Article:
The funds are less than half of the US$ 6.7 billion that the Post-Disaster Needs Assessment prepared by the Nepal Planning Commission estimated for reconstruction.
Nepal’s southern neighbour, India, pledged the largest donation of US$ one billion, a fourth of it as grant. India’s foreign minister Sushma Swaraj said the two countries needed to work together in the wake of calamities. “Flash floods in our common rivers wreak havoc among communities in both countries. Therefore, we need to closely coordinate our disaster response,” she said.
China’s foreign minister Wang Yi said his country would provide US$ 483 million while Japan said it would give US$ 260 million, mainly for rebuilding schools, housing and community infrastructure. The US pledged US$ 200 million, while the European Union is to provide US$112 million for budgetary support.
The Asian Development Bank pledged US$ 600 million, while the World Bank followed with US$ 500 million.
Both the Nepal government and the international community laid stress transparency. “We are committed to ensure that transparency remains at the core of the reconstructions efforts,” said Nepal Prime Minister Sushil Koirala.
The magnitude 7.8 earthquake on 25 April followed by another temblor on 12 May and numerous aftershocks left 9,000 people dead and rendered hundreds of thousands more homeless.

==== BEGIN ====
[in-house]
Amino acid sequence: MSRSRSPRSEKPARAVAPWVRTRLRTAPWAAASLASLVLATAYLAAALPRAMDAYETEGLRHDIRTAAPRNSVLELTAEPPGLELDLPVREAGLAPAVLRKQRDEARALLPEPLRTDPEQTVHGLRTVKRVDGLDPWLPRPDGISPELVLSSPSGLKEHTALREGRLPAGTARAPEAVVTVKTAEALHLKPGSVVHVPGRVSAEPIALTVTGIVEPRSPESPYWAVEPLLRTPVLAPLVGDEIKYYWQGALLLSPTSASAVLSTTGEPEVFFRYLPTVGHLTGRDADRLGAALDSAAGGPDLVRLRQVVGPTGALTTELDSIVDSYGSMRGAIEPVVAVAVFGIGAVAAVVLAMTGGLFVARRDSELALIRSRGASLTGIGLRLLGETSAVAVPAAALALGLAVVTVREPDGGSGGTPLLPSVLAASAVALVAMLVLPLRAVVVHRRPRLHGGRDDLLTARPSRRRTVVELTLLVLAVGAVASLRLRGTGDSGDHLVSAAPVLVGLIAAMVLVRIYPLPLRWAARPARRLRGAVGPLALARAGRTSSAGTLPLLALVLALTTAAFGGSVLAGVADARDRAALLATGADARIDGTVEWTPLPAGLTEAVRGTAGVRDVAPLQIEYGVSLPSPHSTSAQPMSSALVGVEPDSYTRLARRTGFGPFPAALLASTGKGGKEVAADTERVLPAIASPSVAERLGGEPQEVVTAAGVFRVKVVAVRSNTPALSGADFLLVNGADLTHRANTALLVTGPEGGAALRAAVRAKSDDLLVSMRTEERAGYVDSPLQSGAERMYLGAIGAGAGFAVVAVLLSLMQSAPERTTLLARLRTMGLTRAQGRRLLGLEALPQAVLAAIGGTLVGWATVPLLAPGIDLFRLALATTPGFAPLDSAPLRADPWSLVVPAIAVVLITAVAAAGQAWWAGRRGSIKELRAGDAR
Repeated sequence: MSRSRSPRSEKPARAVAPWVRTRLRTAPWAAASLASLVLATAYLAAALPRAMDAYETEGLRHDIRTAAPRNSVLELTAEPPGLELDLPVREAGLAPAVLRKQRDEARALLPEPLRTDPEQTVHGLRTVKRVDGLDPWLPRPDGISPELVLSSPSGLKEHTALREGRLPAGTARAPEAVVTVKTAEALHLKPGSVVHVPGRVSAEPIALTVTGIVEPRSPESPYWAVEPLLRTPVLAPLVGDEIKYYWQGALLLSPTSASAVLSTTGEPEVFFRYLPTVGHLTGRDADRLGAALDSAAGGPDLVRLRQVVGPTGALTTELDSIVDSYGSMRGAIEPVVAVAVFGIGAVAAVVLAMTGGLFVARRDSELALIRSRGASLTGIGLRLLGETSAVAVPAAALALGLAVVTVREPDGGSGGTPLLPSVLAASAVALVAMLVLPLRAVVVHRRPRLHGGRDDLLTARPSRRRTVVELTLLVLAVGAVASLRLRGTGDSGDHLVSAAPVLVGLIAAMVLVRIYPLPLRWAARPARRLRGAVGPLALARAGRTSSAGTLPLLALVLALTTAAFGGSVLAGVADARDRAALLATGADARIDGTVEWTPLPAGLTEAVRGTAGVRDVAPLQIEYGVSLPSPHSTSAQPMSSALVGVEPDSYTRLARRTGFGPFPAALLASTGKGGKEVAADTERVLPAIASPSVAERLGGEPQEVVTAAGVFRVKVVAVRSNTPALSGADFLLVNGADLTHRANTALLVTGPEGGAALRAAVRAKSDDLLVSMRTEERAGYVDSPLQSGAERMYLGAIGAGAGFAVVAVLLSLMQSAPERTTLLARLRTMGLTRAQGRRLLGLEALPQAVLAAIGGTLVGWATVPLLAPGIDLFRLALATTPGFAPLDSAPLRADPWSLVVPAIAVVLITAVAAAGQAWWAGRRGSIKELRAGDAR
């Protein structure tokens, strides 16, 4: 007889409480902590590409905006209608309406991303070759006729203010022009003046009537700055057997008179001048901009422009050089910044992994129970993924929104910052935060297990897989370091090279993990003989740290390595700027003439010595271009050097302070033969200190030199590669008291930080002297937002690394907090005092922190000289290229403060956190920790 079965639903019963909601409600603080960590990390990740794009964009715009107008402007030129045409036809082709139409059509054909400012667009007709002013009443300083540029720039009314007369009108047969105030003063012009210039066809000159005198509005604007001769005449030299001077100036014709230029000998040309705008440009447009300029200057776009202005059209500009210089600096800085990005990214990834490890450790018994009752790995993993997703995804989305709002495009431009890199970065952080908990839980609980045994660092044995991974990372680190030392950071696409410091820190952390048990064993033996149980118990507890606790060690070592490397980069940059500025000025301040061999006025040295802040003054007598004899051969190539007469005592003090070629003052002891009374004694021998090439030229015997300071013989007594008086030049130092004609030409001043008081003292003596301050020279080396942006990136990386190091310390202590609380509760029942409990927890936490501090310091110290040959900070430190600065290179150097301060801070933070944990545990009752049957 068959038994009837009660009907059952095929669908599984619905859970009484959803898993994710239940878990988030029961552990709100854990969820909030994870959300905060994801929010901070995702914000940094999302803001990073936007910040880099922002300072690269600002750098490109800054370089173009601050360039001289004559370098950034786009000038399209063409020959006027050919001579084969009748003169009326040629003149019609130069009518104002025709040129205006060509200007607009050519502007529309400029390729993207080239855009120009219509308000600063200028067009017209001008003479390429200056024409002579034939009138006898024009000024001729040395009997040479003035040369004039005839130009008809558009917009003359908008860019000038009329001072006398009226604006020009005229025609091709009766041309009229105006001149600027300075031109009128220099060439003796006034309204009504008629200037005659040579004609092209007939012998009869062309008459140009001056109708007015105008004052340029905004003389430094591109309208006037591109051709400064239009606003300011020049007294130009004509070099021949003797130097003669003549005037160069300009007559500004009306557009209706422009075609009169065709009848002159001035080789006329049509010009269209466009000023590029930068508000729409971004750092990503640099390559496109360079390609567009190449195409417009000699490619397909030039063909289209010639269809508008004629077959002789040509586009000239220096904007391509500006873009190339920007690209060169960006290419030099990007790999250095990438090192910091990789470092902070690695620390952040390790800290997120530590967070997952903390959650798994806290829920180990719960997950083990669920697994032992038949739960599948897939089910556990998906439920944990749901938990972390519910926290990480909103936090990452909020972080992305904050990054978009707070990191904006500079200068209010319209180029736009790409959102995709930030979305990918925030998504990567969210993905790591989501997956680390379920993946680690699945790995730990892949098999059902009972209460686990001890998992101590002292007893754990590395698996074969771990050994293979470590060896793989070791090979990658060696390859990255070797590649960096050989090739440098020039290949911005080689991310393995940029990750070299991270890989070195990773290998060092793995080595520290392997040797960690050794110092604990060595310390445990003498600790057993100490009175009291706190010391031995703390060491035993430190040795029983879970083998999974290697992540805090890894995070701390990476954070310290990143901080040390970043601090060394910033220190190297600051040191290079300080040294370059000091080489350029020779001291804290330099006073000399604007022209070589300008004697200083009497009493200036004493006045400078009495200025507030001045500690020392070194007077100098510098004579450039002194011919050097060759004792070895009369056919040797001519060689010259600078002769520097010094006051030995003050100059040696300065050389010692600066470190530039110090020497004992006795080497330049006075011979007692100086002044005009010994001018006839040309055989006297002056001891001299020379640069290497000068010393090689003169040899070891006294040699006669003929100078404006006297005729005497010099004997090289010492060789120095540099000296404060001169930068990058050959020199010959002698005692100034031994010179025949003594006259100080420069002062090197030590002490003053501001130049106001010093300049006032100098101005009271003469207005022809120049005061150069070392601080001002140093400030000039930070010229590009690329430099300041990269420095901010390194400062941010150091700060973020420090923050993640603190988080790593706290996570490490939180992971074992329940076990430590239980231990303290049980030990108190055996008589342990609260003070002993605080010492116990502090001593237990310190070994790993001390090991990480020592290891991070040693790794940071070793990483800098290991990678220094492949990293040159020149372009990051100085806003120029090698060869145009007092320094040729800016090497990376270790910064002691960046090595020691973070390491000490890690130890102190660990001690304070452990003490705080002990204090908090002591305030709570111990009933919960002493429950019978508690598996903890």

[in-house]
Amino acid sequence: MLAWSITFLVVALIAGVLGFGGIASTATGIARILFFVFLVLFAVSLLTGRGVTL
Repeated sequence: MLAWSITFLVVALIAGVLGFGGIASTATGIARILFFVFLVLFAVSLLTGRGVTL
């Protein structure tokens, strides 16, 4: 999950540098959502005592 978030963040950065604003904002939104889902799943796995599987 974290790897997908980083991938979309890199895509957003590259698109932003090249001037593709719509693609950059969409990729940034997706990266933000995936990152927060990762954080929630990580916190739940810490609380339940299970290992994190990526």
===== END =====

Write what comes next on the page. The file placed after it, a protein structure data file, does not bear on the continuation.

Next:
Koirala said reconstruction called for robust partnerships with the international community. “We have done what we could with relief supplies and now want partnerships to restore permanency in their (earthquake survivors’) lives.”
Nepal was set to achieve several of the UN Millennium Development Goals by year end, including the halving of absolute poverty, said finance minister Ram Sharan Mahat. “This earthquake has halted the momentum and upset the nation’s high aspirations for rapid progress — thousands more people may fall below the poverty line without swift recovery of livelihoods.”
Nepal’s economic growth for 2015 is expected to be the lowest in eight years. “We are looking to our development partners to fill a growing fiscal gap for the next 3—5 years since the fall in internal revenue collection will affect our efforts to ramp up reconstruction,” Mahat added.
This article has been produced by SciDev.Net's South Asia desk.